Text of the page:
Good in­tent of those in tents

The Jewish Chronicle - - Comment & Analysis - Rachel Liel

Ain Is­rael lives be­low the poverty line — twice the av­er­age of West­ern coun­tries. The groups with the high­est per­cent­age liv­ing be­low the poverty line are the ul­tra-Ortho­dox (57 per cent) and the Arab pop­u­la­tion (54 per cent). Work­ing fam­i­lies make up half of the to­tal pop­u­la­tion liv­ing be­low the poverty line. The move­ment that spon­ta­neously started in the tents on Tel Aviv’s Rothschild Boule­vard has been led by a younger gen­er­a­tion. Stu­dents and oth­ers from main­stream so­ci­ety — many not pre­vi­ously po­lit­i­cally ac­tive and who have wrongly been ac­cused of be­ing self­ish — have taken con­trol. This is a gen­er­a­tion that cares about the fu­ture of Is­rael. At­tempts have been made to dis­credit the protests and the protest lead­ers, sug­gest­ing they are be­ing ma­nip­u­lated or have a hid­den agenda. This is not only wrong but a shame — the pro­test­ers are ad­dress­ing real con­cerns and dif­fi­cul­ties shared by mil­lions of Is­raelis. The so­cial safety net is dis­ap­pear­ing. For­tu­nately, the vast ma­jor­ity of Is­raelis have seen through these at­tempts and recog­nise that the pro­test­ers’ de­mands are gen­uine and in the na­tional in­ter­est.

This ex­plains the grow­ing lev­els of sup­port for the demon­stra­tions and why the stu­dents and young pro­fes­sion­als of Tel Aviv have been joined by pen­sion­ers con­cerned about health-care and other costs; par­ents of young chil­dren con­cerned about ed­u­ca­tion and the costs of child-care; and com­mu­ni­ties from Is­rael’s pe­riph­ery high­light­ing the dif­fi­cul­ties they face. A Haaretz poll found that 87 per cent of Is­raelis sup­port the protests.

If you are in Is­rael over the sum­mer it is worth vis­it­ing a protest site, not only on Rothschild Boule­vard but as far afield as Kiryat Sh­mona and Beer­sheba. This will give you a feel of the di­ver­sity and the pas­sion. For me, to hear my fel­low cit­i­zens come to­gether un­der slo­gans like “the peo­ple de­mand so­cial jus­tice” and “life with dig­nity” is in­spir­ing.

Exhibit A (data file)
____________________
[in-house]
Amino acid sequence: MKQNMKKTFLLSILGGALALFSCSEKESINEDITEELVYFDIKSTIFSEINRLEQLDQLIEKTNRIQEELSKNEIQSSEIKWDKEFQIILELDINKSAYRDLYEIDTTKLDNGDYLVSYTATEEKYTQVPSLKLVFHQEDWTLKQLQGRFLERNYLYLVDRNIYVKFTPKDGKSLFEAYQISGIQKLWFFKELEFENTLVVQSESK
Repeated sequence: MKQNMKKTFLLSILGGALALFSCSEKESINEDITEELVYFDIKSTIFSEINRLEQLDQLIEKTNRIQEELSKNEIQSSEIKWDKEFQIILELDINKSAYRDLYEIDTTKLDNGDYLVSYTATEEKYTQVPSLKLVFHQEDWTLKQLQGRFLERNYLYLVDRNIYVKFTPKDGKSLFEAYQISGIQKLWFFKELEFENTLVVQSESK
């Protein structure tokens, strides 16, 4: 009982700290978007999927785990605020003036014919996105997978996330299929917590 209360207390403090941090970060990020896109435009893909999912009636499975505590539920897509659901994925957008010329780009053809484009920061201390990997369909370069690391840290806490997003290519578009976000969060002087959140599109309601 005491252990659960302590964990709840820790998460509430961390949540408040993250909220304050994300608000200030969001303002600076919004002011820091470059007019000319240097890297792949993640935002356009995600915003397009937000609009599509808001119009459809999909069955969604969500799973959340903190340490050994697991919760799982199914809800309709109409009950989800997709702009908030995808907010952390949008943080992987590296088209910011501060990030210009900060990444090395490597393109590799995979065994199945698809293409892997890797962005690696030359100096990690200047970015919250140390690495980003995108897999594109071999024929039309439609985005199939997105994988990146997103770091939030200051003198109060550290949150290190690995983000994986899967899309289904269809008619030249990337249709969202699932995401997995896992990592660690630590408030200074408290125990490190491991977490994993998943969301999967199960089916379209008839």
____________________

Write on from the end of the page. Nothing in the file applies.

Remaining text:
Of course, the New Is­rael Fund and the or­gan­i­sa­tions in Is­rael we sup­port have been work­ing on is­sues of so­cial jus­tice for decades. We have put the topic and even the phrase “affordable hous­ing” on the agenda. In 2009, we helped set up the Coali­tion for Affordable Hous­ing to find so­lu­tions for the grow­ing hous­ing cri­sis. Our work has also helped marginalised and low­in­come com­mu­ni­ties in all sec­tions of so­ci­ety, not only on hous­ing is­sues but ed­u­ca­tion, ac­cess to med­i­cal ser­vices, em­ploy­ment op­por­tu­ni­ties and com­mu­nity de­vel­op­ment.

None of us knows for sure what this grass­roots mo­ment will achieve but those an­tic­i­pat­ing (or hop­ing) that the protests will just fiz­zle out are re­peat­edly be­ing proven wrong. I am not sur­prised by the strength of this move­ment. It is the cul­mi­na­tion of a se­ries of pop­u­lar so­cial protests that be­gan this year over the price of petrol, cheese and the gov­ern­ment’s take on Is­rael’s newly dis­cov­ered gas fields.

The con­cerns high­lighted over the past few weeks are real and must be ad­dressed for the fu­ture health of Is­rael. The de­sire of the hun­dreds of thou­sands join­ing these protests to en­sure this change should not be un­der­es­ti­mated. I am proud of my fel­low Is­raelis’ com­mit­ment to this cause.

Rachel Liel is ex­ec­u­tive di­rec­tor of NIF Is­rael

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